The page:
In summary, Jesus is not only the center of the Bible and history, but He is also a bridge between God the Father and the human race. His unique divine-human nature did not come about by accident. That thought brings us to the question of why Jesus became human; a topic on which the Bible is very clear.


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The Fall of Jerusalem

Jesus had warned His disciples that when they would ?see Jerusalem surrounded by armies,? they should know that its desolation would be near, and they should flee from Judaea to the mountains (Luke 21:20, 21). Another historian, Eusebius, explains that ?Before the war began, members of the Jerusalem church were ordered by an oracle given by revelation to those worthy of it to leave the city and settle in a city of Perea called Pella.?

On September 7, AD 70, Jerusalem was completely overtaken by the Romans. But all who followed Christ?s warnings and left the city were saved! Just as Christ described signs of the fall of Jerusalem, He also outlined events that would indicate the nearness of His second coming and the end of the world. In His own words, ?When these things begin to happen, look up and lift up your heads, because your redemption draws near? (Luke 21:28)! 


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Reconversion

Brothers and sisters living under the same roof can develop distinct characters and follow different paths, as in the case of Esau and Jacob (e.g., Genesis 25:21?34). In James and Ellen White?s family, their oldest son, Henry Nichols, had a more stable personality, while his brother, James Edson, was full of ups and downs, especially in financial matters. But even his spiritual life was not as it should be. Over the years, Ellen sent him several letters appealing to him, but without many positive results.

One time Edson even confessed in a letter to his mother, ?I am not at all religiously inclined.? Ellen realized that Satan was leading her son astray. She prayed fervently on his behalf and sent him a long, appealing letter. She said, ?Your religious history need not have been vacillating, but firm and true; but you would be independent and take your own course. You have been strong one hour, vacillating the next. I am now determined to press upon your notice and make you hear: ?This is the undertow.?? This appeal turned his life around.

Perhaps you, too, have tried unsuccessfully to manage your life in your own way. Don?t wait. Surrender your life and all your plans to God right now. If needed, you can even have a reconversion experience as dramatic as the prodigal son?s (Luke 15:11?32). Our heavenly Father is more than willing to embrace you and transform you into a citizen of His everlasting kingdom.


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The Tithing Contract

All the good things we have are a loan from our Saviour. He has made us stewards. Our smallest offerings, our humblest services, presented in faith and love, may be consecrated gifts to win souls to the service of the Master and to promote His glory. The interest and prosperity of Christ?s kingdom should be paramount to every other consideration. Those who make their pleasure and selfish interest the chief objects of their lives are not faithful stewards.

Those who deny self to do others good, and who devote them­selves and all they have to Christ?s service, will realize the happiness which the selfish man seeks for in vain. . . .

Christians forget that they are servants of the Master; that they them­selves, their time, and all that they have belong to Him.?Testimonies for the Church, vol. 3, pp. 397, 398.


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The Central Storehouse

Just before he died, Moses gathered all Israel together and gave them a series of sermons or public presentations. They are recorded for us in the Bible as the book of Deuteronomy. He stated that even though the children of Israel were to be settled and scattered all over Canaan, they were to assemble three times a year at the Lord?s house for praise, worship, and the delivery of their tithes and offerings. ?But when ye go over Jordan, and dwell in the land which the Lord your God giveth you to inherit, and when he giveth you rest from all your enemies round about, so that ye dwell in safety; then there shall be a place which the Lord your God shall choose to cause his name to dwell there; thither shall ye bring all that I command you; your burnt offerings, and your sacrifices, your tithes, and the heave offering of your hand, and all your choice vows which ye vow unto the Lord? (Deuteronomy 12:10, 11, KJV).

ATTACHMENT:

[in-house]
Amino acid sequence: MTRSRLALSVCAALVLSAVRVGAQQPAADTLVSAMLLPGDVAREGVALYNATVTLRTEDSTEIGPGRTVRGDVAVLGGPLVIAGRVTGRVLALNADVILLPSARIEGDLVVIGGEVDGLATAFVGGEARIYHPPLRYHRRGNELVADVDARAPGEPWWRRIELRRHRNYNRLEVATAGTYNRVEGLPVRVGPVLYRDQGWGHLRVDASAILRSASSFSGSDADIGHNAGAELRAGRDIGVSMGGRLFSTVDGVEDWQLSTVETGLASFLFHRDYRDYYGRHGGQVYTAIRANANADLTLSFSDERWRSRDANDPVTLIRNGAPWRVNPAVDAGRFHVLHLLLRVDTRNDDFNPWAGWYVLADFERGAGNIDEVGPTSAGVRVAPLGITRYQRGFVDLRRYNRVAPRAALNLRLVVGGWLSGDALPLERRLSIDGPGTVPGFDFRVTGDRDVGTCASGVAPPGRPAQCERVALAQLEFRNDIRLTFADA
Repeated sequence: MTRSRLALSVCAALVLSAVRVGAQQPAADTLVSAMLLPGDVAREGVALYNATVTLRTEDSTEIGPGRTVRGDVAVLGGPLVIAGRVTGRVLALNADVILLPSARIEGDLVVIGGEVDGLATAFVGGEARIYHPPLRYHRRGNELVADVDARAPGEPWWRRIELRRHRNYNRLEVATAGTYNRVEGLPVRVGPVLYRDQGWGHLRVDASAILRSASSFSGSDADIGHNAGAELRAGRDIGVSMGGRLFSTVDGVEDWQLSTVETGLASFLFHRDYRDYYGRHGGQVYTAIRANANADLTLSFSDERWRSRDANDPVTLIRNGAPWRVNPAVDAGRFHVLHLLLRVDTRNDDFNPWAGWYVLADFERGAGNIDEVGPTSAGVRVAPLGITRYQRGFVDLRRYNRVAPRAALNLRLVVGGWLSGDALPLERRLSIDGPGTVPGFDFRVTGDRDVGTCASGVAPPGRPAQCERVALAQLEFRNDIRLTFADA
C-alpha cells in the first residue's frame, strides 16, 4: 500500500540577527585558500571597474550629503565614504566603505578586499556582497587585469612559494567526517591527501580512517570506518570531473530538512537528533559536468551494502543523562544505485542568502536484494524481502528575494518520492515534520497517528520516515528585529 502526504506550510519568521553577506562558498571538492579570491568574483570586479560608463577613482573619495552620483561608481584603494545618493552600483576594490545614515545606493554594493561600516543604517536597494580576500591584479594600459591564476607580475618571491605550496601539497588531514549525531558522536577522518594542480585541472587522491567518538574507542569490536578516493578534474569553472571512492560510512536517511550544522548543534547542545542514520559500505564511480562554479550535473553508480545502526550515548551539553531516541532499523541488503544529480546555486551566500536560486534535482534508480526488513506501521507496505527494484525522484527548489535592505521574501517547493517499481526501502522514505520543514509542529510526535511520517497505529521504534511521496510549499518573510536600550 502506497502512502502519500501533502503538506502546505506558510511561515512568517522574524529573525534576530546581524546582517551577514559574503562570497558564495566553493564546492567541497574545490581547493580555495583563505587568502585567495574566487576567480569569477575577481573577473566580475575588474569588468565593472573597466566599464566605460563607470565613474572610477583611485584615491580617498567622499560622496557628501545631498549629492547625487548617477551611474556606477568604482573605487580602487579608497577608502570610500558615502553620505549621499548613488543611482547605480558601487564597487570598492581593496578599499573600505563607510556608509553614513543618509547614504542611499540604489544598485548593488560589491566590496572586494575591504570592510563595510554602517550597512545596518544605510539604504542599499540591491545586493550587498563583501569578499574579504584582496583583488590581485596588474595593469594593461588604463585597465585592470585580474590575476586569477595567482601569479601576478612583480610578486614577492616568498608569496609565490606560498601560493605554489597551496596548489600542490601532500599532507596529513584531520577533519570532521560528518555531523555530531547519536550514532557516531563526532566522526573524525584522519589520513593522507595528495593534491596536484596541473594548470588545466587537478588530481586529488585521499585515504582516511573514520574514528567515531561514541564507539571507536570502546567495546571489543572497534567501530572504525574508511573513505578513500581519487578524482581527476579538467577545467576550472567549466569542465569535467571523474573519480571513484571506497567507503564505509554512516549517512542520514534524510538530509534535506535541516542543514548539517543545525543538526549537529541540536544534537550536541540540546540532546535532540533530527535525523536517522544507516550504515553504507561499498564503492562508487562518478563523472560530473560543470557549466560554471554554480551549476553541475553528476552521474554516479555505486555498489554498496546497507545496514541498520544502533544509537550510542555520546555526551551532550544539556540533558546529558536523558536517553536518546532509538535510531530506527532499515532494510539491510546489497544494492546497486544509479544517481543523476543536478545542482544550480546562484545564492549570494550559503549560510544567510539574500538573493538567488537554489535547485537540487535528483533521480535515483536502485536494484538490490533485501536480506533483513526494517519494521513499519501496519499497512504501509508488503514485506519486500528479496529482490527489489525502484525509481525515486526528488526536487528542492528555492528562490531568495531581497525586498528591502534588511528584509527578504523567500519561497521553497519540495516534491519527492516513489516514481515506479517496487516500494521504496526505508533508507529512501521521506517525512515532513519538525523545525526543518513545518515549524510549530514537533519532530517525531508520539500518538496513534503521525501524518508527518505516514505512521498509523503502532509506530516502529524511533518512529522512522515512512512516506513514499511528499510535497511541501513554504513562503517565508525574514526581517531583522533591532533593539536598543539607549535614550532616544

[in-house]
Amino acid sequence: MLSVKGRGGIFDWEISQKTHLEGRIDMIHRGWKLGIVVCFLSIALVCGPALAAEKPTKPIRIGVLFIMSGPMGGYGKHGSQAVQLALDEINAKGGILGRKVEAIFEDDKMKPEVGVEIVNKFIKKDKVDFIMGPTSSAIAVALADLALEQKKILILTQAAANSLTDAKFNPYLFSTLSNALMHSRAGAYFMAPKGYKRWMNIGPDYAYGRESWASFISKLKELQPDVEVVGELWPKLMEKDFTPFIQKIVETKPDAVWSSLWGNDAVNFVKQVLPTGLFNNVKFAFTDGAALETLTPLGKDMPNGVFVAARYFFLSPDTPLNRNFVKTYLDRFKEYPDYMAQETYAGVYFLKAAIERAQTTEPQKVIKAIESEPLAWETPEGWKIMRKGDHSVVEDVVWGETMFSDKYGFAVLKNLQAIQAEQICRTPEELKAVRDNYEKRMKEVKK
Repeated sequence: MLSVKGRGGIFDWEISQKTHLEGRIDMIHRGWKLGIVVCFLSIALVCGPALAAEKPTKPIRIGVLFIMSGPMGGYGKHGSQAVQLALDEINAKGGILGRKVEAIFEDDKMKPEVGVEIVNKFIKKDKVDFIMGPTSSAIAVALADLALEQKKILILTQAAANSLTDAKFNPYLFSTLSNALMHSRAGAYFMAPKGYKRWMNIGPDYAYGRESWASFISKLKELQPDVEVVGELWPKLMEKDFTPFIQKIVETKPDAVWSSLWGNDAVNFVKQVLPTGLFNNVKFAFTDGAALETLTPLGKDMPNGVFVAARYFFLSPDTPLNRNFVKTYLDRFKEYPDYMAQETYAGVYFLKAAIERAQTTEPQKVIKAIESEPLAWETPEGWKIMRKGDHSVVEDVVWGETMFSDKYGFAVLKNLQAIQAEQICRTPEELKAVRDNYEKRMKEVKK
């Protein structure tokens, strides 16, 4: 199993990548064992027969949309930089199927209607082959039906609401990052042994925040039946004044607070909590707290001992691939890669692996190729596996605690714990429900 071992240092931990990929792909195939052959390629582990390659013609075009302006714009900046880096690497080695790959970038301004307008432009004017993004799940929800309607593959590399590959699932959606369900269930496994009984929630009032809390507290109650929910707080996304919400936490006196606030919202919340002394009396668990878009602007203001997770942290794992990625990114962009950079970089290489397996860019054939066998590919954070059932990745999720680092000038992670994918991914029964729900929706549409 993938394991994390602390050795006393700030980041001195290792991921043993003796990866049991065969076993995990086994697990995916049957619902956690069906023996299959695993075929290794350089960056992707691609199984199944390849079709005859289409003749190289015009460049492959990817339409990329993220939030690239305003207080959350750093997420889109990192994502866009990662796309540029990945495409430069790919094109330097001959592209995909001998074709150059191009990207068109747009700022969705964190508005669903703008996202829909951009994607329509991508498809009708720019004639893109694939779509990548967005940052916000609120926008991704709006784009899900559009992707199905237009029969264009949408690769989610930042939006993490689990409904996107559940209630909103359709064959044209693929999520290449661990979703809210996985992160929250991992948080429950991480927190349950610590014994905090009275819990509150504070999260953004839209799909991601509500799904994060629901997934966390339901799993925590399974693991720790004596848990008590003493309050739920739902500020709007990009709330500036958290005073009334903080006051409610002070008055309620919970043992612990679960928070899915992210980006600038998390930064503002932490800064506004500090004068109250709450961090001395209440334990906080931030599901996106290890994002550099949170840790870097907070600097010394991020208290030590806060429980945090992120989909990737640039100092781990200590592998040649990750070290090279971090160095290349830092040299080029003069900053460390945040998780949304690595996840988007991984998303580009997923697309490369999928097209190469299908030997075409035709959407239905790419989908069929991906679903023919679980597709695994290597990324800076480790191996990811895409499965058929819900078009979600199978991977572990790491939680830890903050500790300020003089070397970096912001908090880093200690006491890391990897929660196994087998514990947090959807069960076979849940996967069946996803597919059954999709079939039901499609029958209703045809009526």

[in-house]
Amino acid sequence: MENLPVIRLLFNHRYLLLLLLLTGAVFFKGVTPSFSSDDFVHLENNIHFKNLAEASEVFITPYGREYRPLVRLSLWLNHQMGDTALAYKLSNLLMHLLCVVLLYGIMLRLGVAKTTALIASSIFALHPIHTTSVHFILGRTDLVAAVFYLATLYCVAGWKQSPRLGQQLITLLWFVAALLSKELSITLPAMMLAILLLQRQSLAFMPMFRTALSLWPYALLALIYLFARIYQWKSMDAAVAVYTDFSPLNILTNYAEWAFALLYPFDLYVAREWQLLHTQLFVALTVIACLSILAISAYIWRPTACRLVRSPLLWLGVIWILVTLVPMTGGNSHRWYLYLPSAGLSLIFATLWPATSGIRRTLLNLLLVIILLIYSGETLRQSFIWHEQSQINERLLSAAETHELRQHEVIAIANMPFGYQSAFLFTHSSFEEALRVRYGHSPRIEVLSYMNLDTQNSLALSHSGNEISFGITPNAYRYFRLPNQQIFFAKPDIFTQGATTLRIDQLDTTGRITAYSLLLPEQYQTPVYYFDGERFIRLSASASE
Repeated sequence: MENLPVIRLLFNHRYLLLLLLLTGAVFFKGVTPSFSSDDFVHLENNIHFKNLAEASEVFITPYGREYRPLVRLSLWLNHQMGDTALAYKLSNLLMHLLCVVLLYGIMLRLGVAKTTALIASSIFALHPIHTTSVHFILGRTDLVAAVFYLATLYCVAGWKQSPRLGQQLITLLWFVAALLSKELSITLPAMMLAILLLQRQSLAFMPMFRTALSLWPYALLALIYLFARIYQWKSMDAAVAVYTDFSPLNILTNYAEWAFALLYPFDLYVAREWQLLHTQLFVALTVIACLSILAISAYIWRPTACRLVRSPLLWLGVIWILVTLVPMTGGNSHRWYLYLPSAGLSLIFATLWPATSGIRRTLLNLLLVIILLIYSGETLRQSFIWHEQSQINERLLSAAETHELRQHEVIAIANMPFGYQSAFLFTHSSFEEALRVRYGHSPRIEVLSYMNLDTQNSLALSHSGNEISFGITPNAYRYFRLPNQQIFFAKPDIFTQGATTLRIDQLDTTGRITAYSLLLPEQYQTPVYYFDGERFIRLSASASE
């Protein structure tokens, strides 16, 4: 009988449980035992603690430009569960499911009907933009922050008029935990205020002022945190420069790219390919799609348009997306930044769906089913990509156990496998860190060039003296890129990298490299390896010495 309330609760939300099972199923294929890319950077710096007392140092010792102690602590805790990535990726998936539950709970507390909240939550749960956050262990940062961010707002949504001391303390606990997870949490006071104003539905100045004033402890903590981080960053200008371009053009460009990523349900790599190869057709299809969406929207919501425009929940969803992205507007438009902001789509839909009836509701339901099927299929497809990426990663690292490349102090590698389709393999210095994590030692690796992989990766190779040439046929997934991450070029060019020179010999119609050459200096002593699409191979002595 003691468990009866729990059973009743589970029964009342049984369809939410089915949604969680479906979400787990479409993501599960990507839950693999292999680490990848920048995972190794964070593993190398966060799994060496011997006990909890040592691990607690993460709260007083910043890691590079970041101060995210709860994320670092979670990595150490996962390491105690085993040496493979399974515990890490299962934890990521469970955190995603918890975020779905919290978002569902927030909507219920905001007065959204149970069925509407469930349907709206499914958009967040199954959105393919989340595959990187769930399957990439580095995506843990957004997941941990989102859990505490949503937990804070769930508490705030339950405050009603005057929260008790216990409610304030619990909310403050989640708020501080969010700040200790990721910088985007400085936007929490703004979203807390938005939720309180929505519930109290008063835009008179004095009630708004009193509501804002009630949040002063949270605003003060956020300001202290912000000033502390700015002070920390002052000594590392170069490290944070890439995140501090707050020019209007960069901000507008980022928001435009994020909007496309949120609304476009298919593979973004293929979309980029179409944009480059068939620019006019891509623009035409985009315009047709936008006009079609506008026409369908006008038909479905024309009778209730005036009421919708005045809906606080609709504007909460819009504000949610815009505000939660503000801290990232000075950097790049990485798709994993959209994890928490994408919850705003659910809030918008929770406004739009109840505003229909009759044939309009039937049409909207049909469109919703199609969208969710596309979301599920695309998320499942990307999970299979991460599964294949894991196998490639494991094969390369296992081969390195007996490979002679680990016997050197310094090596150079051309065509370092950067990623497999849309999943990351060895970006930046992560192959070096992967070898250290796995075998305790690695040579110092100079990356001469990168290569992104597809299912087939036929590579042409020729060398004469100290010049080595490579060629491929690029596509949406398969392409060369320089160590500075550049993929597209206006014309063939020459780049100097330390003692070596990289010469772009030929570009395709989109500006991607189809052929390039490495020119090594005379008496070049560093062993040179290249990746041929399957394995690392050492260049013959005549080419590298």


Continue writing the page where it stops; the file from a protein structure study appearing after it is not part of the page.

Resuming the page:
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The Seventh Day

In every religion, men revere something? shrines, cities, even people. They kiss holy land; their ears clutch the syllables of holy men; they immerse themselves in holy water. Tangibles, touchables, holy things that they can see, revere, feel.

In Genesis, however, the first thing declared holy is not a hill, a shrine, or a place, but a block of time, the seventh day. ?Then God blessed the seventh day and sanctified it? (Genesis 2:3). The word sanctified is translated from the Hebrew qadosh, which means ?to set apart for holy use.? Though Creation dealt with the heavens, the earth, the birds, the sea, and the beasts of the earth, all things of space?it was time, not space, that God first pronounced blessed and holy. This action makes sense, because, besides space, time is the dimension in which God?s creation?the heavens, the earth, the birds, the sea, and the beasts of the earth?exist.

Also, if God had made one specific place holy, a hill, a spring, a city, not all people would have easy access to it. They would have to travel to worship there. But time comes to us, instead of us going to it. Once a week, at a thousand miles per hour (the approximate speed at which the earth rotates on its axis), the Sabbath circles the globe. Arriving on one sundown, leaving on the next, the seventh day washes over the planet each week like a huge cleansing wave. We never have to seek it. The day always finds us.


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How Do They Do That?

On a warm summer night, it?s fun to watch fireflies flying around outside. They?re a kind of beetle that produces light. That?s pretty wild if you think about it, since they don?t have any batteries!

Special little organs called photophores on the underside of their abdomen make the light. The firefly?s light-producing cells have nerves, air tubes, and two types of chemicals: luciferin and luciferase. When these chemicals combine with oxygen from the air tubes, the reaction produces a greenish-yellow to reddish-orange light.

Not only are these little beetles cool, their light is cool too. Unlike natural and human-made light, their light gives off no heat. This complex process is called bioluminescence, which means ?living light.?

This reminds me of another Living Light, Jesus! ?I am the light of the world,? He said. ?Whoever follows me will never walk in darkness, but will have the light of life? (John 8:12). Hey, that means you can glow too!